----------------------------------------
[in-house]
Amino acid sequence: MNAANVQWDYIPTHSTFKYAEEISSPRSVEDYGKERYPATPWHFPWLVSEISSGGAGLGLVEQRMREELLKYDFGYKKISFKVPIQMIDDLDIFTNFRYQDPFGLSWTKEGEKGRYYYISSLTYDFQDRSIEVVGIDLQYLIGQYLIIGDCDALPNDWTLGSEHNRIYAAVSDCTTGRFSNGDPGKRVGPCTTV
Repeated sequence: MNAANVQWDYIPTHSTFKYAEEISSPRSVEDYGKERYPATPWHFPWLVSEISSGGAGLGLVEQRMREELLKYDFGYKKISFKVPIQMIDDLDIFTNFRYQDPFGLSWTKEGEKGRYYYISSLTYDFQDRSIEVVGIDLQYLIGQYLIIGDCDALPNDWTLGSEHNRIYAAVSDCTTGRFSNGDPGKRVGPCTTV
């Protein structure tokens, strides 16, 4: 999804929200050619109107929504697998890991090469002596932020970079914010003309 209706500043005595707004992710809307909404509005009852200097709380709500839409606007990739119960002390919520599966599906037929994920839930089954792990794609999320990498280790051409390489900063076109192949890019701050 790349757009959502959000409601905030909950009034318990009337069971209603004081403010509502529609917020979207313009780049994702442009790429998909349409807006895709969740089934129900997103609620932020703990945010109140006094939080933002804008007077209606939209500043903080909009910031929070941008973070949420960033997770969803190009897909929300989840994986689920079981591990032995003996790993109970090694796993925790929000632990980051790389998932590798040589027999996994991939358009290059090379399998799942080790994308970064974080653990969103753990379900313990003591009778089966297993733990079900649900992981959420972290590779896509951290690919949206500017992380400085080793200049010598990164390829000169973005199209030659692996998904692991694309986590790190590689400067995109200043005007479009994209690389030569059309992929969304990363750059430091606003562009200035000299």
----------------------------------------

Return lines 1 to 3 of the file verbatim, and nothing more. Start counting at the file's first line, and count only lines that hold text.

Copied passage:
[in-house]
Amino acid sequence: MNAANVQWDYIPTHSTFKYAEEISSPRSVEDYGKERYPATPWHFPWLVSEISSGGAGLGLVEQRMREELLKYDFGYKKISFKVPIQMIDDLDIFTNFRYQDPFGLSWTKEGEKGRYYYISSLTYDFQDRSIEVVGIDLQYLIGQYLIIGDCDALPNDWTLGSEHNRIYAAVSDCTTGRFSNGDPGKRVGPCTTV
Repeated sequence: MNAANVQWDYIPTHSTFKYAEEISSPRSVEDYGKERYPATPWHFPWLVSEISSGGAGLGLVEQRMREELLKYDFGYKKISFKVPIQMIDDLDIFTNFRYQDPFGLSWTKEGEKGRYYYISSLTYDFQDRSIEVVGIDLQYLIGQYLIIGDCDALPNDWTLGSEHNRIYAAVSDCTTGRFSNGDPGKRVGPCTTV